Happily, it turned out to be a new favorite book. It was funny, heartwrenching, entertaining, full of sharp, hard truths at every turn, suspenseful, wise, and compassionate, took a lot of courageous risks, and yet didn't take itself too seriously. The ending was satisfying, believable, and uplifting without being expected or cliche or neat or sentimental. I want to say it was close to perfection, but then it occurs to me I can't say that, because it was too humbly written to be trying for perfection. It's a flawed book in the way that a very loveable, brave, funny person is flawed, that is, forgivably, delightfully, and unpredictably.
This was my first Nick Hornby book, if you hadn't gathered, although I had seen the movie version of About a Boy, which I liked and which made me want to read the book. So apparently, I am very late to the Nick Hornby party. Anyway, I'm in love. The best authors make you fall a little in love with them, and the best writing, I think, is an act of charm and seduction. So that's another piece of evidence that this book is up there with the best.
I was surprised to see so many negative reviews, and reading through them, my sense is that many of the bad reviews come either from (1) people who felt that the book was not highbrow or "literary" enough, and (2), those who have read a bunch of other Nick Hornby books and felt that this one didn't measure up to the quality of the others. For the first group, I think that their failing to appreciate this book is possibly a sad personal failing that amounts to little more than snobbery. But then, I'm a literary pragmatist, rather than a literary essentialist: If a book works for me, I consider it good. I don't have some pre-conceived ideal in mind of what a good book should be, which I measure the books that I read against. As for the second group, I guess I can see how, set against a backdrop of fantastic writing, anything that falls short of the best Hornby you've read might pale by comparison. But heck, it just makes me happy that there's a lot more Hornby out there still for me to read, if people think the others are even better!(less)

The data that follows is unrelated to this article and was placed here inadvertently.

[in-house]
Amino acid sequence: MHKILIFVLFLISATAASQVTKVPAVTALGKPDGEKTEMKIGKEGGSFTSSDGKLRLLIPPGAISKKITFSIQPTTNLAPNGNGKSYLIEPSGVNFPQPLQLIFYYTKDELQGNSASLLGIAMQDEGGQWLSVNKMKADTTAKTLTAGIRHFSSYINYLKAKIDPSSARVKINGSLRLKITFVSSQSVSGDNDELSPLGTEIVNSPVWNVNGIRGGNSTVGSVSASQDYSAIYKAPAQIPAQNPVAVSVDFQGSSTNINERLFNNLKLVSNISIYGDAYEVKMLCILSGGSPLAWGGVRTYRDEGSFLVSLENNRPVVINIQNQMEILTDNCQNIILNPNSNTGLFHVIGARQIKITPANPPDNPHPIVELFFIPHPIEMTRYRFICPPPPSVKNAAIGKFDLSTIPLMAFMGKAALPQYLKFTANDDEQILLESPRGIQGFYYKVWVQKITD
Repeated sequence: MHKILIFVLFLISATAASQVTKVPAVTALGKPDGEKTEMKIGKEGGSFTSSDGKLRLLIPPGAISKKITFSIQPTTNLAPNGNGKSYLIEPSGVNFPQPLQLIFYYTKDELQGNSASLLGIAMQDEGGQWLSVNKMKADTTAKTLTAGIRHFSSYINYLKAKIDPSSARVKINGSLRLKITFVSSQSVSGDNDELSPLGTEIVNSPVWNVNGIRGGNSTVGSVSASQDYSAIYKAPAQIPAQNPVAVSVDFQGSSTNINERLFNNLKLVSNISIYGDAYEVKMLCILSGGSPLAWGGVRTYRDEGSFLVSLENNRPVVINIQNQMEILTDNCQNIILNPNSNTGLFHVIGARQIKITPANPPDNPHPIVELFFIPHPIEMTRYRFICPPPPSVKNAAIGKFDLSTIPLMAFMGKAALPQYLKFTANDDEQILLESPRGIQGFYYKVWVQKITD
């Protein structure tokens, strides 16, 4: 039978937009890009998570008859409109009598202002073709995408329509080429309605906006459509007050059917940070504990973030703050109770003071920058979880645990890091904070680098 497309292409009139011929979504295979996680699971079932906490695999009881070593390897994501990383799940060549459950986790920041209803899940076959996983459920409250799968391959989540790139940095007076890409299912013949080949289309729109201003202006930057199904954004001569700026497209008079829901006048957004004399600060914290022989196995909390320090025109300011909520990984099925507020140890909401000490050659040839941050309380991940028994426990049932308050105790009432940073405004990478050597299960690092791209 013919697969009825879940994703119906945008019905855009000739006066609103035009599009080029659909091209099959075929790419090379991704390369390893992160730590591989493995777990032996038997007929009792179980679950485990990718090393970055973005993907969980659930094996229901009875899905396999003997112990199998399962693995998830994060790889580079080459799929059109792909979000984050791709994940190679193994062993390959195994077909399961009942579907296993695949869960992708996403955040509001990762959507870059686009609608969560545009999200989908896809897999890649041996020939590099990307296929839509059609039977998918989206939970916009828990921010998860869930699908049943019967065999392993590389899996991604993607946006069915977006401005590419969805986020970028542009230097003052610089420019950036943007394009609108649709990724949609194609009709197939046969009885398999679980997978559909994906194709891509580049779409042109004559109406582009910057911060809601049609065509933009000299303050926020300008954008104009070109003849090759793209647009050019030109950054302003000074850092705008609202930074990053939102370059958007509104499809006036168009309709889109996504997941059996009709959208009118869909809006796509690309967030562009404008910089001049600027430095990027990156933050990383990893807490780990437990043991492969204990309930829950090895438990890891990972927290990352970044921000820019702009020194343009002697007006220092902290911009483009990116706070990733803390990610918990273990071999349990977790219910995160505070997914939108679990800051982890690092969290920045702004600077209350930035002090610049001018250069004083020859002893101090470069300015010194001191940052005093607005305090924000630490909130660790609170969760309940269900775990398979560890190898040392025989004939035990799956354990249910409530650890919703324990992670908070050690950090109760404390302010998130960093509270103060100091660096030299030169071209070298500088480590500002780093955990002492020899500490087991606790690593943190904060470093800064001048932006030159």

A comedic novel that jumps back and forth between nineteenth-century Icelandic people playing tetherball and modern-day literature professors being pu...moreA comedic novel that jumps back and forth between nineteenth-century Icelandic people playing tetherball and modern-day literature professors being pursued by geriatric dead-author-appreciation societies, all against the chaotic backdrop of a midwestern community college perpetually running short of chalk. Wonderfully zany and wacky, reminiscent of Daniel Pinkwater (an old favorite young adult/childrens author), but more romantic, and written with grown-up readers in mind.(less)
A series of linked abusurdist erotic vignettes, with strong doses of surrealism and humor.
So this is a sex book, make no mistake. From reading formal...moreA series of linked abusurdist erotic vignettes, with strong doses of surrealism and humor.
So this is a sex book, make no mistake. From reading formal book reviews beforehand I had the impression it was a novel with a plot, but it's not really that - though characters and places and concepts recur, there's no real extended story arc, it's more a series of delightfully absurd short stories. In a twisted kind of way, it reminded me of Louis Sachar's Sideways Stories From Wayside School, if the characters were all adults and were really, really into phalluses and fellatio and porn. As erotica, it's interesting because there's kind of a light, bubble-gum tone throughout - there is no particular darkness or sense of risk or danger here. It's very playful and unserious. I think it's rare that erotic writing can manage to be both arousing and funny, or arousing and light in tone, yet somehow I think House of Holes does it.
I found the writing wonderfully inventive and clever, and it was a pleasure to read. Just a lot of fun. I would recommend this to folks who are urbane and not offended by explicit references to human anatomy or variegated sexual practices. This is basically thinking persons' porn, without being too thinky.(less)